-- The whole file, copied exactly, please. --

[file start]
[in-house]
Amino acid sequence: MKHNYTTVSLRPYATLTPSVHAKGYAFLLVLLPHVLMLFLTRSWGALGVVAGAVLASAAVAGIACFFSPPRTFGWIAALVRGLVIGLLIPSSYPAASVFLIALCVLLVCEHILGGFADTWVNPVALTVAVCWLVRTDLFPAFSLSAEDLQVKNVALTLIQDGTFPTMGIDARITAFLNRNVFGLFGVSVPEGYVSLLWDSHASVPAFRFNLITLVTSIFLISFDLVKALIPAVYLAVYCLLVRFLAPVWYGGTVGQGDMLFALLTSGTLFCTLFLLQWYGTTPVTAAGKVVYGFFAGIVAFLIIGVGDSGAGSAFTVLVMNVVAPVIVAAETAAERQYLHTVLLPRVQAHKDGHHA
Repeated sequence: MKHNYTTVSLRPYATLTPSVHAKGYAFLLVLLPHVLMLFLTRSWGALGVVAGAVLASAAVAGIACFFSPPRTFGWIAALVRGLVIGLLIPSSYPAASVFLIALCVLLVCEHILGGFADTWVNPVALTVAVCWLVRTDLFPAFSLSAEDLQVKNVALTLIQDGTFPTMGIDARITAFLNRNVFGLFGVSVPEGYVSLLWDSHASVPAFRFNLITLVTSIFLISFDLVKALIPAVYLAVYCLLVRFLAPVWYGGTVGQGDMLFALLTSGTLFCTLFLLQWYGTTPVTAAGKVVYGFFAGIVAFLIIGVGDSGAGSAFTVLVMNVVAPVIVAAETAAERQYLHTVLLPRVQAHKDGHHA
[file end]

[in-house]
Amino acid sequence: MKHNYTTVSLRPYATLTPSVHAKGYAFLLVLLPHVLMLFLTRSWGALGVVAGAVLASAAVAGIACFFSPPRTFGWIAALVRGLVIGLLIPSSYPAASVFLIALCVLLVCEHILGGFADTWVNPVALTVAVCWLVRTDLFPAFSLSAEDLQVKNVALTLIQDGTFPTMGIDARITAFLNRNVFGLFGVSVPEGYVSLLWDSHASVPAFRFNLITLVTSIFLISFDLVKALIPAVYLAVYCLLVRFLAPVWYGGTVGQGDMLFALLTSGTLFCTLFLLQWYGTTPVTAAGKVVYGFFAGIVAFLIIGVGDSGAGSAFTVLVMNVVAPVIVAAETAAERQYLHTVLLPRVQAHKDGHHA
Repeated sequence: MKHNYTTVSLRPYATLTPSVHAKGYAFLLVLLPHVLMLFLTRSWGALGVVAGAVLASAAVAGIACFFSPPRTFGWIAALVRGLVIGLLIPSSYPAASVFLIALCVLLVCEHILGGFADTWVNPVALTVAVCWLVRTDLFPAFSLSAEDLQVKNVALTLIQDGTFPTMGIDARITAFLNRNVFGLFGVSVPEGYVSLLWDSHASVPAFRFNLITLVTSIFLISFDLVKALIPAVYLAVYCLLVRFLAPVWYGGTVGQGDMLFALLTSGTLFCTLFLLQWYGTTPVTAAGKVVYGFFAGIVAFLIIGVGDSGAGSAFTVLVMNVVAPVIVAAETAAERQYLHTVLLPRVQAHKDGHHA